"Very interesting!" as the little man used to say on "Rowan and Martin's Laugh-in" back in the way distant past, probably late 1960s. Even Goldy Hawn was a very young scatter-brain back then; mind you, forty years on her condition is still probably the same! Anyway, having found a Roller at the Guadalhorce yesterday I thought that it was perhaps just an odd late bird passing through. Considering we saw ours as late as 12.30 it may be too much of a coincidence to assume that the same bird had travelled up the coast to the mouth of the Rio Velez in Torre del Mar in time to be seen and photographed by John and Jenny Wainwright on their visit to my local patch. If not the same bird, does this mean tat we are actually experiencing a late movement of these lovely birds and, if so, will there be any to see when I get to Extremadura next week? I certainly hope that there will be a good number in residence to greet us.
Here follows John's report plus the sightings made at the follow-on site at the Alcaucin picnic area as the couple made there way back home to Salar via the Sierra Tejeda. Compared with my visit to the river a couple of days earlier there was obviously much more about so, presumably, the drop in wind may have helped reveal more activity.
Velez-Malaga 31st May 2013
A very warm day with a light breeze. As we drove in the direction of Alhama de Granada we saw Bee-eaters, seven Lesser Kestrels, Collared Dove, Calandra Lark, Azure-winged Magpies and Woodchat Shrike.
|One of many Spotted Flycatchers Papamoscas Gris Muscicapa striata to be seen at the Rio Velez|
|A freshly-arrived Roller Carraca Europea Coracias garrulus - from the Guadalhorce in Malaga?|
Our first bird as we hit the dirt track was a beautiful Booted Eagle patrolling the edge of the forest, but he turned off and headed for Vinuela. Also here we saw Serins, Crested Tits, Blackbird, Short-toed Treecreepers, Chaffinches and a Green Woodpecker.
At the first picnic site we found Grey Wagtails, Blackcap, Short-toed Treecreeper, Great Tits and Spotless Starlings. Onto the Protection Civil area where we saw Crossbills, Coal Tit, Chaffinches, Jay, Mistle Thrush and a very strange looking albino Blackbird.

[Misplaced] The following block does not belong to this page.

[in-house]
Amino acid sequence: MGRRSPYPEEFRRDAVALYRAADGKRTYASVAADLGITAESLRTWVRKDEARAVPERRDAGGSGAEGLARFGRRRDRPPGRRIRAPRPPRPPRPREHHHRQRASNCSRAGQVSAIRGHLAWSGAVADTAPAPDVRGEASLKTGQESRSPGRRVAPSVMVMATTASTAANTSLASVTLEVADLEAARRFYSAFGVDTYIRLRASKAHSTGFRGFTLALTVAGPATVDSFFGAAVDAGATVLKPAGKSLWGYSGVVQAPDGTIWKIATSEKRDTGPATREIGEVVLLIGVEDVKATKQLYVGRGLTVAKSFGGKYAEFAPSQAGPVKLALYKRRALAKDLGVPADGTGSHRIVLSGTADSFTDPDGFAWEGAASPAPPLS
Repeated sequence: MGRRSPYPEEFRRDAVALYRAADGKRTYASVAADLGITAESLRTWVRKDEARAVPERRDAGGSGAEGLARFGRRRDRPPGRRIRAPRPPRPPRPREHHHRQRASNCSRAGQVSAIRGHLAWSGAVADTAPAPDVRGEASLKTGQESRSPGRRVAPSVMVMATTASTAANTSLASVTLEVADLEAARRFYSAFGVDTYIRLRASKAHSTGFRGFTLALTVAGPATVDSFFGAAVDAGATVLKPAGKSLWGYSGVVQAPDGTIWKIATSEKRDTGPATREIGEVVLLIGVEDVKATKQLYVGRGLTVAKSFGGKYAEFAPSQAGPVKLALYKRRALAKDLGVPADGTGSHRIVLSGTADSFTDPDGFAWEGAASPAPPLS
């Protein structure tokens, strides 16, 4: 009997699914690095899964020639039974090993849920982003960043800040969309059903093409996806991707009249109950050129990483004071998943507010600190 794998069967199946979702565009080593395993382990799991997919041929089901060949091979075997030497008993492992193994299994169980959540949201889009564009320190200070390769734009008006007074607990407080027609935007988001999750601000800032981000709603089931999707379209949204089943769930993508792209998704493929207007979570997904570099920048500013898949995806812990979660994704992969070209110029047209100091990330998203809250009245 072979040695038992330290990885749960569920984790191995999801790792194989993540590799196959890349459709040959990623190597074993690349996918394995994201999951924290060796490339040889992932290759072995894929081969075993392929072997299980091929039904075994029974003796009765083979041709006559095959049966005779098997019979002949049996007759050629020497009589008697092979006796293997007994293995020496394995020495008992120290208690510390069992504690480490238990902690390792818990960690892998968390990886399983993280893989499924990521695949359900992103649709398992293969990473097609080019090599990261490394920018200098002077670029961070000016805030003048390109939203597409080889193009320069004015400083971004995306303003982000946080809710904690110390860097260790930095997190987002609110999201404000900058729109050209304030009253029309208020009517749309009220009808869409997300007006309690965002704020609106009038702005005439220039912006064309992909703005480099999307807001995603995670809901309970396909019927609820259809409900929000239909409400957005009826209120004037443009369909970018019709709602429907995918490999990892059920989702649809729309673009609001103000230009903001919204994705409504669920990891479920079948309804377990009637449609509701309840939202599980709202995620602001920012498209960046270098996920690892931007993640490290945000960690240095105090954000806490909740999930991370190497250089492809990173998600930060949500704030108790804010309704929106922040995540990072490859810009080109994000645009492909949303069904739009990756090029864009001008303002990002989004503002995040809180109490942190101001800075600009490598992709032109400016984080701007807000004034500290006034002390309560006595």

|Melanistic Blackbird Mirlo Comun Turdus merula with apparent red eyes suggesting an albino.|
As we proceeded to the La Alcaúca picnic site we could here the Golden Orioles in the valley - the only birds we saw here was a Short-toed Treecreeper. The rest of the journey to the main Zafaraya road yielded Cuckoo, Melodious Warbler, Great Tits, Sardinian Warbler, Wren, Corn Bunting, two Subalpine Warblers, Common Magpie, Stonechat, Nuthatch, Crested Lark, Woodchat Shrike and a Jay.
|Western Marbled White Melanargia occitanica butterfly|
Lots of butterflies here including Small White, Provence Orange Tip (formerly Moroccan), Knapweed Fritillary, Cleopatras, Painted Lady, Spanish Gatekeeper, Meadow Brown, Speckled Wood, Western Marbled White and Common Blue. Also a very wonderful looking Assassin Bug_Rhinocoris iracundus.
|Assassin Bug Rhinocoris iracundus|
All photographs by John and Jenny Wainwright
A wonderful report full of great birds. The "albino" Blackbird is interesting as there should be no pigment, an all white bird. There are many occurrences of birds, especially Blackbirds, bearing a varying degree of white feathers and often giving a "pied" appearance. However, these birds usually have normal coloured eyes whereas the picture John has taken certainly seems to suggest that this a red-eyed bird which, I imagine, would make it an albino. Birds with "normal" coloured eyes are known as leucistic, a genetic mutation that prevents pigments from being deposited normally in its feathers. Sometimes these birds are also referred to as partial albinism.
A true albino has no colour pigment at all; it appears completely white and with red eyes. This condition can appear in all animals including humans.
It just seems so strange. Come back in ten years time and we will find a whole flock of white-marked Blackbirds!
- Leucism is often confused with the rarer condition albinism, a genetic condition that prevents the production of melanin in the body; in leucism, these colouring chemicals are present in the body, but are not deposited in feathers
- Some colours in birds' plumage come from other pigments such as carotenoids, so birds can be albinistic and still have some colour
- Leucistic birds may be completely white and still have melanin in their bodies; such animals will have dark eyes and white feathers
- Albino birds and animals also have pink eyes, as the only colour in the eyes comes from the blood vessels behind the eyes
Check out the accompanying website at http://www.birdingaxarquia.weebly.com for the latest sightings, photographs and additional information.